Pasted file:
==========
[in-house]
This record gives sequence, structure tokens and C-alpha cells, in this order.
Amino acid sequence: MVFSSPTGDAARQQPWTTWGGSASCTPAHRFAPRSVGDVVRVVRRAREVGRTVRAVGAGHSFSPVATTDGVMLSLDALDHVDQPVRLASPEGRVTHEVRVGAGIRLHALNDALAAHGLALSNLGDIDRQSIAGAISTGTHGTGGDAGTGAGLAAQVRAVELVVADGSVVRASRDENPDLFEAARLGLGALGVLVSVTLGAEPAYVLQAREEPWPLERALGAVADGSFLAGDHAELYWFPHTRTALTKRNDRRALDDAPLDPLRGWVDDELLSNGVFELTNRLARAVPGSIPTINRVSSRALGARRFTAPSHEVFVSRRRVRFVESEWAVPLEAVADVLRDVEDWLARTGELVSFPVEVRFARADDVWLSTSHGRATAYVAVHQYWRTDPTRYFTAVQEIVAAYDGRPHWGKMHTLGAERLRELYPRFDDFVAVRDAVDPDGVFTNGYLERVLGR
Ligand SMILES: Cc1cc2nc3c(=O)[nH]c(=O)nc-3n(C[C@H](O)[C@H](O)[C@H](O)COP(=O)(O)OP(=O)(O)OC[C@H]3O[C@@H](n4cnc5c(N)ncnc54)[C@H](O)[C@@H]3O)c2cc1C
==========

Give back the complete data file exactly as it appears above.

[in-house]
This record gives sequence, structure tokens and C-alpha cells, in this order.
Amino acid sequence: MVFSSPTGDAARQQPWTTWGGSASCTPAHRFAPRSVGDVVRVVRRAREVGRTVRAVGAGHSFSPVATTDGVMLSLDALDHVDQPVRLASPEGRVTHEVRVGAGIRLHALNDALAAHGLALSNLGDIDRQSIAGAISTGTHGTGGDAGTGAGLAAQVRAVELVVADGSVVRASRDENPDLFEAARLGLGALGVLVSVTLGAEPAYVLQAREEPWPLERALGAVADGSFLAGDHAELYWFPHTRTALTKRNDRRALDDAPLDPLRGWVDDELLSNGVFELTNRLARAVPGSIPTINRVSSRALGARRFTAPSHEVFVSRRRVRFVESEWAVPLEAVADVLRDVEDWLARTGELVSFPVEVRFARADDVWLSTSHGRATAYVAVHQYWRTDPTRYFTAVQEIVAAYDGRPHWGKMHTLGAERLRELYPRFDDFVAVRDAVDPDGVFTNGYLERVLGR
Ligand SMILES: Cc1cc2nc3c(=O)[nH]c(=O)nc-3n(C[C@H](O)[C@H](O)[C@H](O)COP(=O)(O)OP(=O)(O)OC[C@H]3O[C@@H](n4cnc5c(N)ncnc54)[C@H](O)[C@@H]3O)c2cc1C